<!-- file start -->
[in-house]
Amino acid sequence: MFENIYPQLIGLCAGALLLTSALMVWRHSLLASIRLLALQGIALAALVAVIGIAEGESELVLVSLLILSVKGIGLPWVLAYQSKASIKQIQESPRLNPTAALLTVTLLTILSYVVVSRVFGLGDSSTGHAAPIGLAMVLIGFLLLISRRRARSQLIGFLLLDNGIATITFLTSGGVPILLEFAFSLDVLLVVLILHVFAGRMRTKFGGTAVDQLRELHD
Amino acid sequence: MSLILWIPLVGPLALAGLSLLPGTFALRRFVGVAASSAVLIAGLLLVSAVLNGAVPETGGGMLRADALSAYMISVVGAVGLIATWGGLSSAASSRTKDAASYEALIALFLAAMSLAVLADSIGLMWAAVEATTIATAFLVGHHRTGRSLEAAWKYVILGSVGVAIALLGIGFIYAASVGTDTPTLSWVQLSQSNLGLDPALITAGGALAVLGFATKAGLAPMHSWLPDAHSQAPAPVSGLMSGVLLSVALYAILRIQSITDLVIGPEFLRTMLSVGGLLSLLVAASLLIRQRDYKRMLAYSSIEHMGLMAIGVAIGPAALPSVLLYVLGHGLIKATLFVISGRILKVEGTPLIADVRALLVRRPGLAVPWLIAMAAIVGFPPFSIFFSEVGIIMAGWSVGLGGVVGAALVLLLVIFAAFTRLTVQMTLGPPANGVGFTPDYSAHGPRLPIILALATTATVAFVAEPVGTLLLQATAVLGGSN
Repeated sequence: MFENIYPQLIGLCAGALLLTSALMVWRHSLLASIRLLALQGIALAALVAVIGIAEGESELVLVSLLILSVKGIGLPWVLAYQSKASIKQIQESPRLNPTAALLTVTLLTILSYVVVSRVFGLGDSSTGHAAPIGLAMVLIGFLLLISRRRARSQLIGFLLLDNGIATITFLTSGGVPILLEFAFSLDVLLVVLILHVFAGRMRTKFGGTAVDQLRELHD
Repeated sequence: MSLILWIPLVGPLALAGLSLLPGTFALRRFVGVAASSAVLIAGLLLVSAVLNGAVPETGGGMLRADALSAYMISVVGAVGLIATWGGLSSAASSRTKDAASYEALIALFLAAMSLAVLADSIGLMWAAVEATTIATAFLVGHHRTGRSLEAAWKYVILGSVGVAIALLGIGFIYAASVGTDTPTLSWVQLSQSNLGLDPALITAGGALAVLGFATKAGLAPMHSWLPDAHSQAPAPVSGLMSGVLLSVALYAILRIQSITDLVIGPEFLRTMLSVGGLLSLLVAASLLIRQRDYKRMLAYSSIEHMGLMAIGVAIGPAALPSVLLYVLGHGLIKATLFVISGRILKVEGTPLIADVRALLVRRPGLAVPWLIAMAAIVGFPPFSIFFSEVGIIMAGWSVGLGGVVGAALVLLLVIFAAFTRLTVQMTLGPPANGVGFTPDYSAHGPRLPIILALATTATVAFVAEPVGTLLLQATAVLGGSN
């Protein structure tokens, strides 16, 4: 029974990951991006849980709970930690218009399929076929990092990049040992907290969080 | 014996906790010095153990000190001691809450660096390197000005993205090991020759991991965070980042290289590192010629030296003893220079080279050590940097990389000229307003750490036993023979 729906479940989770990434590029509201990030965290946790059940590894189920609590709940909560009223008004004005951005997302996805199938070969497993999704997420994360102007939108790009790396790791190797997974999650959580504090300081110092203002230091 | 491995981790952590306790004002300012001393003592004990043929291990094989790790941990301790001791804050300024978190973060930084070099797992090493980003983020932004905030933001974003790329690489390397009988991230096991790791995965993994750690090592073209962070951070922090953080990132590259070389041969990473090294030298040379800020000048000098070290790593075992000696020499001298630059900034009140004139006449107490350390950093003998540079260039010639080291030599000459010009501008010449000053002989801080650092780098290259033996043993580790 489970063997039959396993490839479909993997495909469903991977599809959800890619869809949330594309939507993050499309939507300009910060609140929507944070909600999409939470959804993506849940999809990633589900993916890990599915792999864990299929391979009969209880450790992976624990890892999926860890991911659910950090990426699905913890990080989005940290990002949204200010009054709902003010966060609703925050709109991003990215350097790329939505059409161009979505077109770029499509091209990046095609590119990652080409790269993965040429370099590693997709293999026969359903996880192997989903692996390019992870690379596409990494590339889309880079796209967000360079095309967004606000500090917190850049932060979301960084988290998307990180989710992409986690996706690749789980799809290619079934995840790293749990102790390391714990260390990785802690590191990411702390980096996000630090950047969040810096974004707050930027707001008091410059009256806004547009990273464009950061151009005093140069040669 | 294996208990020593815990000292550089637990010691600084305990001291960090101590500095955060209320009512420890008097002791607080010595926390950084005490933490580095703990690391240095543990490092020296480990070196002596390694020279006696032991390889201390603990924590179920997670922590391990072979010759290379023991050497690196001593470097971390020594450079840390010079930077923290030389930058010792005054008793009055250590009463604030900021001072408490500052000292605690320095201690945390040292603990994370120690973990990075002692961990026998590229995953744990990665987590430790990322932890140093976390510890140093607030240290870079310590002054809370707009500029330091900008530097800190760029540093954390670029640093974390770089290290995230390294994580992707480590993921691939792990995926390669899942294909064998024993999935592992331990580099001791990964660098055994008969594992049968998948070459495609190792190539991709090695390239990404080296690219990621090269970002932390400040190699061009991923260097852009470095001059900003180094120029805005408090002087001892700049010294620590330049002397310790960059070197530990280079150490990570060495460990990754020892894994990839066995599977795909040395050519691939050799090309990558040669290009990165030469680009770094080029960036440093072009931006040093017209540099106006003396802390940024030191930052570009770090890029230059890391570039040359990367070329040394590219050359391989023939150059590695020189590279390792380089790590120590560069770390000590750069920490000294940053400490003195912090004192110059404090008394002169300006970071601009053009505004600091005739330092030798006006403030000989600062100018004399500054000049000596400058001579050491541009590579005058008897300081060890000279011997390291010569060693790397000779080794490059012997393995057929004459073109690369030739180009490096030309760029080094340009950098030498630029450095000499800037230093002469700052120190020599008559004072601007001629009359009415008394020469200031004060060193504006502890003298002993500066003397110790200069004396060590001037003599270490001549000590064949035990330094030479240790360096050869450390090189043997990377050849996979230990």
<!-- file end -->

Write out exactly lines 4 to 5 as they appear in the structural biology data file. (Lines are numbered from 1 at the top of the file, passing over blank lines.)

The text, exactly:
Repeated sequence: MFENIYPQLIGLCAGALLLTSALMVWRHSLLASIRLLALQGIALAALVAVIGIAEGESELVLVSLLILSVKGIGLPWVLAYQSKASIKQIQESPRLNPTAALLTVTLLTILSYVVVSRVFGLGDSSTGHAAPIGLAMVLIGFLLLISRRRARSQLIGFLLLDNGIATITFLTSGGVPILLEFAFSLDVLLVVLILHVFAGRMRTKFGGTAVDQLRELHD
Repeated sequence: MSLILWIPLVGPLALAGLSLLPGTFALRRFVGVAASSAVLIAGLLLVSAVLNGAVPETGGGMLRADALSAYMISVVGAVGLIATWGGLSSAASSRTKDAASYEALIALFLAAMSLAVLADSIGLMWAAVEATTIATAFLVGHHRTGRSLEAAWKYVILGSVGVAIALLGIGFIYAASVGTDTPTLSWVQLSQSNLGLDPALITAGGALAVLGFATKAGLAPMHSWLPDAHSQAPAPVSGLMSGVLLSVALYAILRIQSITDLVIGPEFLRTMLSVGGLLSLLVAASLLIRQRDYKRMLAYSSIEHMGLMAIGVAIGPAALPSVLLYVLGHGLIKATLFVISGRILKVEGTPLIADVRALLVRRPGLAVPWLIAMAAIVGFPPFSIFFSEVGIIMAGWSVGLGGVVGAALVLLLVIFAAFTRLTVQMTLGPPANGVGFTPDYSAHGPRLPIILALATTATVAFVAEPVGTLLLQATAVLGGSN